•Avoid tick-infested areas, particularly in May, June, and July.
•Wear shoes, long pants tucked into socks or pant legs, and long sleeves when outside in areas where there are deer ticks. • Use insect repellent with 20%-30% DEET around your ankles, other areas of bare skin, and clothes.
•Check for ticks especially around the armpits, groin, scalp, belt line, neck and head after being in areas where there may be ticks.
• Remove deer ticks on your skin as soon as you see them.
If a child, or a teen younger than 16, has joint inflammation and stiffness for more than 6 weeks, it may be juvenile rheumatoid arthritis, or JRA.
The inflammation can cause redness, swelling, warmth, and soreness in the joints. But some children who have it might not complain about the joint pain.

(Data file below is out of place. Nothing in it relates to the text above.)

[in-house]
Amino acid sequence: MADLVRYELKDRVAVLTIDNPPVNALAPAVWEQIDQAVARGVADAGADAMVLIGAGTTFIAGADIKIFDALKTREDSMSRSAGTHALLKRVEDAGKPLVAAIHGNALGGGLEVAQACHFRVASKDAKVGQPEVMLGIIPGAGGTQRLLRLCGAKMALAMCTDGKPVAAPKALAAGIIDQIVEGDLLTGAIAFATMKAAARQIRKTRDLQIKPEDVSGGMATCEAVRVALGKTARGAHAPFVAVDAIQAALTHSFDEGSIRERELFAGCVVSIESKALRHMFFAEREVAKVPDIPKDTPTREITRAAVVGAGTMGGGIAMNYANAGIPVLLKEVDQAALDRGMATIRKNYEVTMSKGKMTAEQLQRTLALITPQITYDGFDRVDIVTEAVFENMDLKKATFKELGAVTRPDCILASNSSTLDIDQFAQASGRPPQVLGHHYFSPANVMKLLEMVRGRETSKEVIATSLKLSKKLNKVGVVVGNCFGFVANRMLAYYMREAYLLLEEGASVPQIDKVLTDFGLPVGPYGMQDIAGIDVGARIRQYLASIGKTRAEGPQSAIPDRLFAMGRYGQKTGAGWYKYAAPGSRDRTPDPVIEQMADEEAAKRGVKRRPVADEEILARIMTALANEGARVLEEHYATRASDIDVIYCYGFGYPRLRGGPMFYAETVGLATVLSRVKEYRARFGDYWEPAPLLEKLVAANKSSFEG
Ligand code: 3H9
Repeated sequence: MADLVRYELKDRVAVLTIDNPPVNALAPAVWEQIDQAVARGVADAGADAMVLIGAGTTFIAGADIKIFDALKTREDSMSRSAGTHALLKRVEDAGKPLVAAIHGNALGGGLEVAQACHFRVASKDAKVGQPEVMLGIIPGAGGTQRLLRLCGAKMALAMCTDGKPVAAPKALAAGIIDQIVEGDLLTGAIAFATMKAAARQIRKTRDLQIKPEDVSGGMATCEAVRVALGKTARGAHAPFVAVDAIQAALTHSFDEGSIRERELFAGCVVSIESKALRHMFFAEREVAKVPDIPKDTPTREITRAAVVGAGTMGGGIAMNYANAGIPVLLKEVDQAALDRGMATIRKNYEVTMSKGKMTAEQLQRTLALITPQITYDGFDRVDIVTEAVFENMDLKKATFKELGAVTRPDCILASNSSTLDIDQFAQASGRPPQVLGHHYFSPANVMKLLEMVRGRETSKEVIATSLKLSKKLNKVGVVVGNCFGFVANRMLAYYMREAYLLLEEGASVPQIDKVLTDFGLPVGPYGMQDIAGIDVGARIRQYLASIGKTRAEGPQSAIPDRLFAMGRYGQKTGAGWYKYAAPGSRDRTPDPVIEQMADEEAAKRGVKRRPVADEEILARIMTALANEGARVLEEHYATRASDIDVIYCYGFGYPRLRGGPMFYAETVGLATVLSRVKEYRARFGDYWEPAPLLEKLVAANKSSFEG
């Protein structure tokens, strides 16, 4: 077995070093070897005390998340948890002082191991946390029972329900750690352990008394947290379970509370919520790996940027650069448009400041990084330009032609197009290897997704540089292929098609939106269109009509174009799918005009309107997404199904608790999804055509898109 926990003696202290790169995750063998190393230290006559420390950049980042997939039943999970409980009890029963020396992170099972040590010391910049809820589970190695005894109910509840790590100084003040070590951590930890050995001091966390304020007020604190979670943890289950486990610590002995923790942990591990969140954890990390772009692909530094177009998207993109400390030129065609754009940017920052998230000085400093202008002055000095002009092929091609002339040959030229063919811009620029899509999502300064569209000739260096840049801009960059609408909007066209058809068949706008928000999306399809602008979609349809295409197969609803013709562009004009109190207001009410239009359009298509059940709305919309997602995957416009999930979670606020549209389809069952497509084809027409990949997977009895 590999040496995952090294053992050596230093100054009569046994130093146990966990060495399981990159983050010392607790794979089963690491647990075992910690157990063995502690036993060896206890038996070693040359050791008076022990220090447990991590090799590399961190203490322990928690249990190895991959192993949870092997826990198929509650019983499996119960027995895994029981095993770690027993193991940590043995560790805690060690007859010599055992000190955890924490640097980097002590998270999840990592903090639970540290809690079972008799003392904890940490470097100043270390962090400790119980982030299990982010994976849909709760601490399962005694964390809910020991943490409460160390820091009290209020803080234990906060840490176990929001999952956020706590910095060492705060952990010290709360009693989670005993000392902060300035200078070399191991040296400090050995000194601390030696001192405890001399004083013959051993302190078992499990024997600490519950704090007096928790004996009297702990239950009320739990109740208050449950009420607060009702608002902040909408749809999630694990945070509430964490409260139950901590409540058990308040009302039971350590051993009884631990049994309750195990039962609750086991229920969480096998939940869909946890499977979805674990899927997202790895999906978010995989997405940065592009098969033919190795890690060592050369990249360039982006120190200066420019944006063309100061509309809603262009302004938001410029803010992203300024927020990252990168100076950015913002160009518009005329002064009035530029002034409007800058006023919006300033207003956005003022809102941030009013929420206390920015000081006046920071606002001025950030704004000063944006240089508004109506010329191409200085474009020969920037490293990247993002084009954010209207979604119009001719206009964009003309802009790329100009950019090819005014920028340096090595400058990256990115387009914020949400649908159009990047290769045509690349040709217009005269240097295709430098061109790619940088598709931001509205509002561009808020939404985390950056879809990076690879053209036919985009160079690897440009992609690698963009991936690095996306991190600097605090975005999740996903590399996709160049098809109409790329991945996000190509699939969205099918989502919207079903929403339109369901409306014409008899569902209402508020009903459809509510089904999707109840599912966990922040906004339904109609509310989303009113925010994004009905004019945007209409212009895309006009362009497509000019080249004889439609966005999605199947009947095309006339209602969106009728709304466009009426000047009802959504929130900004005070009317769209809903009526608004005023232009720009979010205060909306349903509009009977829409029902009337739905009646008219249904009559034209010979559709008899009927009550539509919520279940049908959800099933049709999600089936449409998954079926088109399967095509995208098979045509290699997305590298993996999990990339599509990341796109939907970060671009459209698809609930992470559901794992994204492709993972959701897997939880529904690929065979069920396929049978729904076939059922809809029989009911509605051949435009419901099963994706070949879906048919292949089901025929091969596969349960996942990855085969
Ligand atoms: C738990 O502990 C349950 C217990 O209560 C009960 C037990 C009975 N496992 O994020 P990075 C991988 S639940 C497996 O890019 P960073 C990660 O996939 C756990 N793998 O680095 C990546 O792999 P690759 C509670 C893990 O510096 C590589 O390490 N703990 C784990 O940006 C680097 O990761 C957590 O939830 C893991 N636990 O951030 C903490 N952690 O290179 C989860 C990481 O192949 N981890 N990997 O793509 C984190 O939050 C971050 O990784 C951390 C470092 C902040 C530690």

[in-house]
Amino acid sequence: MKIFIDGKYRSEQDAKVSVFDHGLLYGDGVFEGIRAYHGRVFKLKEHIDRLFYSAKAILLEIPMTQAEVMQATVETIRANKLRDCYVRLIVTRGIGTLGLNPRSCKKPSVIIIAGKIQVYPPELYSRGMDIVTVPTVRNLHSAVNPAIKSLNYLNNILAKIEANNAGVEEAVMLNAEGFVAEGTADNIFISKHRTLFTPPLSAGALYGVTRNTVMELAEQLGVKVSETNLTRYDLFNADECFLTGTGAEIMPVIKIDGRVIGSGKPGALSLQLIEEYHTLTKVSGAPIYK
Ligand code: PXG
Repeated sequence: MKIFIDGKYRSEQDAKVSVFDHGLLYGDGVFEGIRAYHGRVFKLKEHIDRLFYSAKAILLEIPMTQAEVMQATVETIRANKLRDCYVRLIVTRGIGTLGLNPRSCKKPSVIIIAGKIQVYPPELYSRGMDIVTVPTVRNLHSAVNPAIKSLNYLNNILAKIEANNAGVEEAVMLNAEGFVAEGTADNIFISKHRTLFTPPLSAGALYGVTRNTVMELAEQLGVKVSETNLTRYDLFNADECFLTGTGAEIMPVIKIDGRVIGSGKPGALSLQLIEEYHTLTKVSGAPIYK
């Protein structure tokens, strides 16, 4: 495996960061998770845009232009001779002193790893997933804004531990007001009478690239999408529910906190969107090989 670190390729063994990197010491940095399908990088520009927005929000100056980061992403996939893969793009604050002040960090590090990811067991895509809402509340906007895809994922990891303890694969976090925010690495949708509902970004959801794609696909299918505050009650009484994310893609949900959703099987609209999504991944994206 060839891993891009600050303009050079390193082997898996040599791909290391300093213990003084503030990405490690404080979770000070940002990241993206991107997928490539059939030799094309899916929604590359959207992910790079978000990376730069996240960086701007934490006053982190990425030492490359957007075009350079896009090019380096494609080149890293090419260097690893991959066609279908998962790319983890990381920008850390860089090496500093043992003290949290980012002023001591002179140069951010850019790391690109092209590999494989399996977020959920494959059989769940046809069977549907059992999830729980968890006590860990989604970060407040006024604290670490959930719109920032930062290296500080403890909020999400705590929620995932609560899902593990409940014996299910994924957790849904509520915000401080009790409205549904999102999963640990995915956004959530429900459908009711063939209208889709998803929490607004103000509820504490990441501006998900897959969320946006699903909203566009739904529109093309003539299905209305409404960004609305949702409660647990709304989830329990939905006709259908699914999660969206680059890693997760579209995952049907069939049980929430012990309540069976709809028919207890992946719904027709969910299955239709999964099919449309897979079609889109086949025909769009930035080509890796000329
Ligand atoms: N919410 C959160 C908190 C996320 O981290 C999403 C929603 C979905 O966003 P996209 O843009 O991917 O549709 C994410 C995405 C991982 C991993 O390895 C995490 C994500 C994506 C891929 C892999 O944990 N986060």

The condition can affect any joint, and it may limit how well that joint works.
Most children with juvenile rheumatoid arthritis recover fully. With the right treatment, they’re likely to do well and...
To remove a tick safely:
• With tweezers, grasp the tick as close to your skin as possible. Pull gently and steadily. • Be patient. Ticks can "cement" to your skin.
• Save the tick for identification, if possible. Wash the bite with soap and water.
• Don't try to burn a tick with a lit match or use other products (like petroleum jelly) on the tick.
If you have been bitten by a tick, call your health care provider. Antibiotics may be given to prevent Lyme disease. However, antibiotics are usually only given when the tick has been identified as a deer tick, has been attached for at least 36 hours and you have been in a region where there is a high risk of contracting Lyme disease.